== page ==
The Thump Ghosts

by Andrew Clarke
copyright 2001, 2005

"In the Hands of a trained conjuror, the man of science can become as impressionable as wax"

Harry Price, Trained Conjuror, in his lecture "The Wiles of the Wizards", 1931

In June 1929, the News Editor of a major tabloid newspaper, the Daily Mirror, received an exciting phone-call from his office. One of his staff had received a letter from the rector's wife of a remote parish in East Anglia, asking if his paper knew of the address of the Society for Psychical Research, as they were experiencing 'unusual happenings' in the rectory, and wanted them to be investigated. He hardly hesitated before scenting a major news story just at the start of the 'silly-season', and dispatched a seasoned reporter, Mr V. C. Wall, to investigate.

When Mr Wall arrived on the 10th June, he was delighted. He found a large rectory in a state of some disrepair. The Rector and his wife had experienced little unusual themselves as they were new to the living, but they were nervous, puzzled, and willing to relate all the odd stories they had heard of ghosts and murder. Not only that, but the sisters of the previous rector were on hand, and eager to add lurid detail. Mr Wall, who stayed at the rectory for just over a week, phoned a preliminary story at the end of the first day. Although he'd witnessed nothing odd himself, he managed to concoct a hot story, involving headless coachmen, nuns, and dragging footsteps. The Smiths were puzzled as to why a reporter had arrived rather than the representative of the Society for Psychical Research and started asking awkward questions. V.C. Wall reported this difficulty back to base but, instead of the Society for Psychical Research, The News Editor of the Mirror contacted a committed spiritualist who was eminent at the time in the investigation of séances, Mr Harry Price. The result was a week of headline stories in the Daily Mirror.

Harry Price had proved to be a gift to Mr Wall, who had maintained a bemused, light-hearted, style to his reports. Within a few hours of Harry Price's arrival, odd things started happening. Whereas the Borley stories had previously involved shadowy figures seen in twilight, the rectory now rang to the crash of half-bricks, mothballs, slate, vases, glass and stones, but only in the presence of Harry Price, who was an accomplished conjuror. The Smiths were astonished by the onset of 'phenomena' when Harry Price arrived. Before this visit, nobody had experienced any 'objective' poltergeist phenomena at all. The Smiths initially thought that these were the ghosts they'd heard about from the two sisters of the previous incumbent, but they subsequently began to suspect that that Price, himself, was causing these thing to happen.' When Mr Price arrived down to investigate, immediately we were astonished at an onset of 'phenomena'--bangs, clattering, keys thrown etc. We could not help being led to suppose that he himself was producing some of the effects'.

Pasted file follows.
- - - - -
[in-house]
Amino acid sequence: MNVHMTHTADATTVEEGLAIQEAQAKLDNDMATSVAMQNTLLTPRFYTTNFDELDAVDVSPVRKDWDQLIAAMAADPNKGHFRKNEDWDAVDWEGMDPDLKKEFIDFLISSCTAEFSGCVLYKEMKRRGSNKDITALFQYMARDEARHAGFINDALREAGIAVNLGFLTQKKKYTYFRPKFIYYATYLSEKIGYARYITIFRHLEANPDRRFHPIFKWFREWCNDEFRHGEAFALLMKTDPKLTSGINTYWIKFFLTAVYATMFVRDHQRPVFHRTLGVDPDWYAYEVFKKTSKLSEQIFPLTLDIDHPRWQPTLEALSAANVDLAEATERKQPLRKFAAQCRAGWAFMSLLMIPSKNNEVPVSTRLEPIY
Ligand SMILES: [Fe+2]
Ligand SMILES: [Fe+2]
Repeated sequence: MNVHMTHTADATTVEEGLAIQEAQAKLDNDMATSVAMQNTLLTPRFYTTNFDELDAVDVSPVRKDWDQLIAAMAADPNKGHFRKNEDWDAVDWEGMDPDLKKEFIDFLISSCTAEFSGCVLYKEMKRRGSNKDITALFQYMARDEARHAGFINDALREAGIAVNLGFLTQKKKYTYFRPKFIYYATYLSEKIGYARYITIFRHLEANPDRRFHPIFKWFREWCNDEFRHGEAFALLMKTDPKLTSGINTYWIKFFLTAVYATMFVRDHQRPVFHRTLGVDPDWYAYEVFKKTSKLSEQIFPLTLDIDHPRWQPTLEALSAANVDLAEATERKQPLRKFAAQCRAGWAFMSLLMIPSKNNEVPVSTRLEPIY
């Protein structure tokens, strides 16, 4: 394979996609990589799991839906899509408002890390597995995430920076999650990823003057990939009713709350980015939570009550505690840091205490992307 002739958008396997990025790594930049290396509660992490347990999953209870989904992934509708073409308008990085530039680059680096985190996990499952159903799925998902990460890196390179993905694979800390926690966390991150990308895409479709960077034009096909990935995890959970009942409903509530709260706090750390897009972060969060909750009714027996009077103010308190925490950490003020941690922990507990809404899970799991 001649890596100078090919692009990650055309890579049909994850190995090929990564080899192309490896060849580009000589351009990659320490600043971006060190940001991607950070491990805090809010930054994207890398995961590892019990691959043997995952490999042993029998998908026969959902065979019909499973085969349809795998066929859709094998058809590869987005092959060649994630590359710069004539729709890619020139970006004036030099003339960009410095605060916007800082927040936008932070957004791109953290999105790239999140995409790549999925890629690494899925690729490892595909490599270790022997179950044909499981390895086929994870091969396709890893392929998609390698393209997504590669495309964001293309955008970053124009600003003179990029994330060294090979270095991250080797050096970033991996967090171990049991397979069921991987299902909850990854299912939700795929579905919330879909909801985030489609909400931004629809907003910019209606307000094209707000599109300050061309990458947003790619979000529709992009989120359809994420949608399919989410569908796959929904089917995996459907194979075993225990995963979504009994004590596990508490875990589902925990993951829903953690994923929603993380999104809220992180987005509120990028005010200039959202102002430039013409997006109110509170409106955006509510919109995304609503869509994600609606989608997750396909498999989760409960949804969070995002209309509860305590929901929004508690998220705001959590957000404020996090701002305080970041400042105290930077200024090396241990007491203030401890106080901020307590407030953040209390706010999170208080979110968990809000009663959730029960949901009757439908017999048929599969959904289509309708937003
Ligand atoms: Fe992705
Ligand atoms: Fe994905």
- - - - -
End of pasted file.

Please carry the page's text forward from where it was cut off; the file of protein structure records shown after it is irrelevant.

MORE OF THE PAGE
When they challenged Harry Price as to why he had 'taken charge of the case' when they had requested the Society for Psychical Research, he explained that he attended as foreign representative of 'The American Society for Psychical Research'. 

A dinner guest at the rectory sitting near Harry Price, happened to remark, 'you know, all this could be done by a clever man', and almost immediately, she saw the water in her glass turning to ink, an old conjuring trick. She later related that she was convinced that Harry Price had done it but kept quiet because 'he wasn't a man they would like to offend'. Mary Pearson, the maid, told Mrs Smith that she saw Price throw a coin.' I think that tricks were being played all around us' commented Mrs Smith about the visit.

She was not the only one to feel this way. Although Mary Pearson, the Smiths' maid, retained a belief that strange inexplicable things had happened at the rectory, was sure that Price had indulged in trickery in a light-hearted way

The impression [Harry Price] left overall on [Mary Pearson and Fred Tatum] as recounted to me by Fred Tatum was not a favourable one...There was an incident at his first Luncheon with them when either pepper or salt shot across the table, and Price made some reference, no doubt in jocular vein, to ghosts.. Later, Mary told Mrs Smith she had distinctly seen Price throw one or other of condiment...On another occasion, when they were in the scullery a storm lantern went out, and Fred was strongly of the opinion Price had manipulated the wick.'

Mrs C Baines, interview with Fred Tatum, widower of Mary Pearson